Fall for Minnesota Mushrooms
Wild chanterelles and lobster
mushrooms to Doug Flicker at
Piccolo. Photos by Mike Kempenich.
As harbingers of spring, Minnesotans revel in the flavor and season of morel mushrooms. But fall’s mushrooms make a brilliant contribution to seasonal cuisine as well, and definitely deserve a Twin Cities Taste spotlight. Minneapolis local Mike Kempenich agrees; he’s the chief “fun guy” and owner of The Mikeology Store, a Minneapolis-based cultivator of exotic edible mushrooms, and he says “now is the perfect time” to savor the flavor of seasonal mushrooms.
As one of 52 exotic mushroom cultivators in the U.S., Kempenich is kept busy cultivating about 2,000 pounds per week of exotic mushrooms such as oyster, king oyster, maitake, and chicken of the woods. Kempenich is a savvy forager, always hunting for the perfect specimen. He harvests ideal wild specimens at the peak of their season, and then brings them into the lab so that he can clone and cultivate them in a somewhat surprising environment—a 3,000 square-foot warehouse in Brooklyn Park.
Mike with chicken of the woods
“You have to maintain an environment that the mushroom is used to in the wild,” said Kempenich. “You can imagine that it’s complicated and challenging.”
Chicken of the woods (or sulfur shelf mushrooms) are attention-grabbing with their bright orange and yellow shelves. Mild in flavor, meaty in texture, chicken of the woods are as versatile as their namesake, so they’re flawless in pasta sauces and soup. As a case in point, Kempenich says one of the best bowls of mushroom soup he ever ate was a chicken of the woods mushroom soup at Café Levain.
Mike with hen of the woods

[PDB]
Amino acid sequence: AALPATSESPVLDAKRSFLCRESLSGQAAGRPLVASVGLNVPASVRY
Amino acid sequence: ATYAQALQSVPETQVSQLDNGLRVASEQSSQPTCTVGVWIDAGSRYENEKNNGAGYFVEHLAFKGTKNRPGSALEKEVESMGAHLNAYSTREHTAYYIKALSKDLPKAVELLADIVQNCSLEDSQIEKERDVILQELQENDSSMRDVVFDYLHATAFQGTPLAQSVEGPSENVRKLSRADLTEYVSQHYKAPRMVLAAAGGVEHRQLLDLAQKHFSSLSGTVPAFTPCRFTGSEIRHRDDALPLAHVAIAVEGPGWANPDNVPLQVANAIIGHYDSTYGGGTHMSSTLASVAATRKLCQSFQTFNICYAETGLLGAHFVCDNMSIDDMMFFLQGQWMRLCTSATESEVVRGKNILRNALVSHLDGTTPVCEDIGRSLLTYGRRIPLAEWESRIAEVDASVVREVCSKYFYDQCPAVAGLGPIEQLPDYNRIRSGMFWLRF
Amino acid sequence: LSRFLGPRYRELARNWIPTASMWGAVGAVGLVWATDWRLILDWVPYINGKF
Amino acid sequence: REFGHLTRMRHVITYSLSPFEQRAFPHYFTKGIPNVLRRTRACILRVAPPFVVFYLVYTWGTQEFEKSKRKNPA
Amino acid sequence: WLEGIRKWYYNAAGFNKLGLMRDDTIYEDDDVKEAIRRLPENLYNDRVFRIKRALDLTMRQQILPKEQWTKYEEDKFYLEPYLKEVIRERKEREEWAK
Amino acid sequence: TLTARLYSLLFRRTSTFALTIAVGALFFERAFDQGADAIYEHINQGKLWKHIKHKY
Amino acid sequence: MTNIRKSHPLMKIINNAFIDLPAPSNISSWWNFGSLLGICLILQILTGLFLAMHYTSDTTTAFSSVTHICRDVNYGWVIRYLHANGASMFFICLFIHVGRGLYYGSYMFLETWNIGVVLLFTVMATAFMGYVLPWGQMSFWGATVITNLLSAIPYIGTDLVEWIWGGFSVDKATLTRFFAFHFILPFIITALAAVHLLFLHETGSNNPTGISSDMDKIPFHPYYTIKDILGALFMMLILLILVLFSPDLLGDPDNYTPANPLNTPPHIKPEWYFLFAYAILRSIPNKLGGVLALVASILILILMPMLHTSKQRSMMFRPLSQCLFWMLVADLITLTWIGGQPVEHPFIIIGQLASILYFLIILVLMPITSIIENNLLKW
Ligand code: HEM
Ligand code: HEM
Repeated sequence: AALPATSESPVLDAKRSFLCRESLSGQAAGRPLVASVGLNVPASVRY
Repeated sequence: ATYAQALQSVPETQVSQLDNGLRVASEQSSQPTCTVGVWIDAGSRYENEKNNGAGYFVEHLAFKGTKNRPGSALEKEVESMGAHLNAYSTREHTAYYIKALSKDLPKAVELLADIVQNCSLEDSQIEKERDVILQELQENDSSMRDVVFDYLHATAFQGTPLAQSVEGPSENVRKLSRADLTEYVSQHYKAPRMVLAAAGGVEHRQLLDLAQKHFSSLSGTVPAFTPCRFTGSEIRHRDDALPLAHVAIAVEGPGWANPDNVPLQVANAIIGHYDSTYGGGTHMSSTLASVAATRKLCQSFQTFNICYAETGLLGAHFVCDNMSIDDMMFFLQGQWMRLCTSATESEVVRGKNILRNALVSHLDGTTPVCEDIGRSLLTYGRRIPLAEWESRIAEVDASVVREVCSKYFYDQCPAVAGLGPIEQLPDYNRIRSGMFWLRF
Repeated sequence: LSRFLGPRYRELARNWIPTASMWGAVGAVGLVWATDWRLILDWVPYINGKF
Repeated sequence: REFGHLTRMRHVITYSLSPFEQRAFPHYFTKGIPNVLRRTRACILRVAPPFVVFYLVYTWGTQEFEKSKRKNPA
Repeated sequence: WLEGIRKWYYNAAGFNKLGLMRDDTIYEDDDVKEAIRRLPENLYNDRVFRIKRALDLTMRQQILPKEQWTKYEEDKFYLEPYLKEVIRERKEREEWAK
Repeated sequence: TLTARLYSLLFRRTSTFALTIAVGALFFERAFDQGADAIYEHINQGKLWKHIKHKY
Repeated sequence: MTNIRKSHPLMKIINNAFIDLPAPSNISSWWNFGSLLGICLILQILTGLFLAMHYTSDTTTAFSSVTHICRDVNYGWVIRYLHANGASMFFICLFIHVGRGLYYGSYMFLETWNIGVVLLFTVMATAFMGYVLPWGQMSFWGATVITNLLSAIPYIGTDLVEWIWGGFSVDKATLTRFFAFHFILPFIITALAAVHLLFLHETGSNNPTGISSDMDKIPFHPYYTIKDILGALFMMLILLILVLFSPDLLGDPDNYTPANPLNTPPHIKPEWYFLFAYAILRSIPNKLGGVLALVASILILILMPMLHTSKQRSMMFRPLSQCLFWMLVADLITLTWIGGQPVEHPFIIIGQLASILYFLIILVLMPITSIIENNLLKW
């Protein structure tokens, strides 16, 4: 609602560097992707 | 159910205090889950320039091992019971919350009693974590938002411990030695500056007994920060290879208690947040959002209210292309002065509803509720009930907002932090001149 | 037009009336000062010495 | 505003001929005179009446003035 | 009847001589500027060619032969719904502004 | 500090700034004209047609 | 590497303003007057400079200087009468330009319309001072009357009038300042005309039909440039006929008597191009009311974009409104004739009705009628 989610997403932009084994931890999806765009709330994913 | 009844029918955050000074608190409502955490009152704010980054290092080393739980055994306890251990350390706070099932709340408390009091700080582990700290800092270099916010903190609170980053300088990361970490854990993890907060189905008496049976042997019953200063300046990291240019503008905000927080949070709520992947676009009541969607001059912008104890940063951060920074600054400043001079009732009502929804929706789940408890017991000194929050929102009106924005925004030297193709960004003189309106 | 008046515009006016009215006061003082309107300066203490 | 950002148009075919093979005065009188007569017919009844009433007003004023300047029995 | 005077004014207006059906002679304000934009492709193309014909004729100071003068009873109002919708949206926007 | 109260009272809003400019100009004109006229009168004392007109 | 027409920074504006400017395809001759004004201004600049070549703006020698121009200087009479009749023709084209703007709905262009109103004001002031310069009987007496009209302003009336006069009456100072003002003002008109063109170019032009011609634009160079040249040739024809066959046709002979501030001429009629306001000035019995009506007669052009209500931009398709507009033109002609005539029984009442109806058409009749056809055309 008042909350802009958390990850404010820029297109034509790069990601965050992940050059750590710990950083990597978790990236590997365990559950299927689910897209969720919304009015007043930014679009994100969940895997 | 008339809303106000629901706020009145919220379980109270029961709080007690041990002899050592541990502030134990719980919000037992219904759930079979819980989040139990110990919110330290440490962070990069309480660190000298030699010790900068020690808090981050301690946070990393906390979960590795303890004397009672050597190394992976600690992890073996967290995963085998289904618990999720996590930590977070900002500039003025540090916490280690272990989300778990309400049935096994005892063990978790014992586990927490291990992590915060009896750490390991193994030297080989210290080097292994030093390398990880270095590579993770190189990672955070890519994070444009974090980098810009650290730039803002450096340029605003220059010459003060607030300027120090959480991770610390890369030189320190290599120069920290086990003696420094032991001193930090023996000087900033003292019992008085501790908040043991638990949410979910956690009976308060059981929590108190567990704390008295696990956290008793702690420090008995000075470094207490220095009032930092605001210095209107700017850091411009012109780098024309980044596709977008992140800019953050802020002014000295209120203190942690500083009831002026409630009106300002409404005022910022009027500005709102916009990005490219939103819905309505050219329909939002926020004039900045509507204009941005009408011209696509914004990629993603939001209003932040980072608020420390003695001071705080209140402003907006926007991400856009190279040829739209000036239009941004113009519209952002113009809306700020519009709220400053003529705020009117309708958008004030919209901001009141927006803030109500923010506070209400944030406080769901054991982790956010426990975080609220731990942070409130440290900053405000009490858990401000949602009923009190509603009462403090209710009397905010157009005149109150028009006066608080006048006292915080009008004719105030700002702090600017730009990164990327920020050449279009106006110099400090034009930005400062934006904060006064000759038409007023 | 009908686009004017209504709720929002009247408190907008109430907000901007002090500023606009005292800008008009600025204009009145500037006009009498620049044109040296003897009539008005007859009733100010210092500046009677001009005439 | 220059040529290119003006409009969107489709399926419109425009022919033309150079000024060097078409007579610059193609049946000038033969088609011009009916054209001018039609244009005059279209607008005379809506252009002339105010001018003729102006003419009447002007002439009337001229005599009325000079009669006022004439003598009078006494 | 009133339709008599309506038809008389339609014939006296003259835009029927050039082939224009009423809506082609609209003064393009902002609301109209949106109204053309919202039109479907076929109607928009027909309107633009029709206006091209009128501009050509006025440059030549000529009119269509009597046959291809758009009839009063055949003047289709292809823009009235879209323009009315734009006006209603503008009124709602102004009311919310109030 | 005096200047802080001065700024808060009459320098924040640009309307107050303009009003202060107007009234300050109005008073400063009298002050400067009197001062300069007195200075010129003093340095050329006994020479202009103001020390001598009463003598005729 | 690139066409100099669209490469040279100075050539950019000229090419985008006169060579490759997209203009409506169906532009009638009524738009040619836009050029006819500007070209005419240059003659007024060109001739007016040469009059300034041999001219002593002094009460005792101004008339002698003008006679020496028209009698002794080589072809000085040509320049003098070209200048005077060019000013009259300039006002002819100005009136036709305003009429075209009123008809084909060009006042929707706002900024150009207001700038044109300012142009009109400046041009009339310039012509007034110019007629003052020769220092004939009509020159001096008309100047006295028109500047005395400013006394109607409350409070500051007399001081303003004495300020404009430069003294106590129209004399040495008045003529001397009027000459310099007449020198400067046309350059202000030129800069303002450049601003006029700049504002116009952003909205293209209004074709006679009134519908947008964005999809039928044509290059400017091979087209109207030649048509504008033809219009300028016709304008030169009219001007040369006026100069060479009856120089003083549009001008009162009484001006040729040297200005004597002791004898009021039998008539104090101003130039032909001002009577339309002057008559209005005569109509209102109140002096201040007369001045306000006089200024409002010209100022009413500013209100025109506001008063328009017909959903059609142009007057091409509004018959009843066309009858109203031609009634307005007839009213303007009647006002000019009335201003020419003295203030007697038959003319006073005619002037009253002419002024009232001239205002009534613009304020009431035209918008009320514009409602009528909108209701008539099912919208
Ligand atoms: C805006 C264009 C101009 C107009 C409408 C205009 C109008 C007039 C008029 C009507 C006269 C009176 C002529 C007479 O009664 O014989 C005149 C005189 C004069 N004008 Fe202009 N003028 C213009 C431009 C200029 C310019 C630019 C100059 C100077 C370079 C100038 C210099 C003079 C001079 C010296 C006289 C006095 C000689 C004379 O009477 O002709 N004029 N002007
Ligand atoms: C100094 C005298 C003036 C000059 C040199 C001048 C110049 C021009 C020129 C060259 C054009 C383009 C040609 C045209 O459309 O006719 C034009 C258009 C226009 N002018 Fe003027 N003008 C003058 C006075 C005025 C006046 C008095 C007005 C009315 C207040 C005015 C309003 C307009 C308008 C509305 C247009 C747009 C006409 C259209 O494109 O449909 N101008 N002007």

Maitake (or hen of the woods mushrooms) are also popping up on market shelves and menus. Maitakes have a fairly pronounced umami flavor and a texture that pairs well with beef. Valued for heartiness and rich in vitamins B1, B2, D, as well as vegetable fiber, Kempenich says hen of the woods mushrooms are great on the grill (or roasted with a bit of olive oil and garlic over a bonfire).
As for his location in Brooklyn Park, Kempenich says he wants to be as close to the market as possible to ensure the best quality and freshness. Mikeology mushrooms markets include Seward Co-op, Mississippi Market, Eastside co-op, and The Wedge, and you’ll see them popping up on seasonal menus at more than two-dozen local restaurants like Piccolo, Saffron, Sea Change, Vincent, Café Levain, the Sample Room, and Travail.
If you can’t get enough of this mushroom stuff, check out this charming video Kempenich produced last fall about foraging for hen of the woods and chicken of the woods mushrooms in the early autumn.
Pictured: These dangling logs of pressed wood shavings are used to grow cloned oyster mushrooms in the fruiting chamber at the Mikeology mushroom farm in Brooklyn Park. Photo by Mike Kempenich.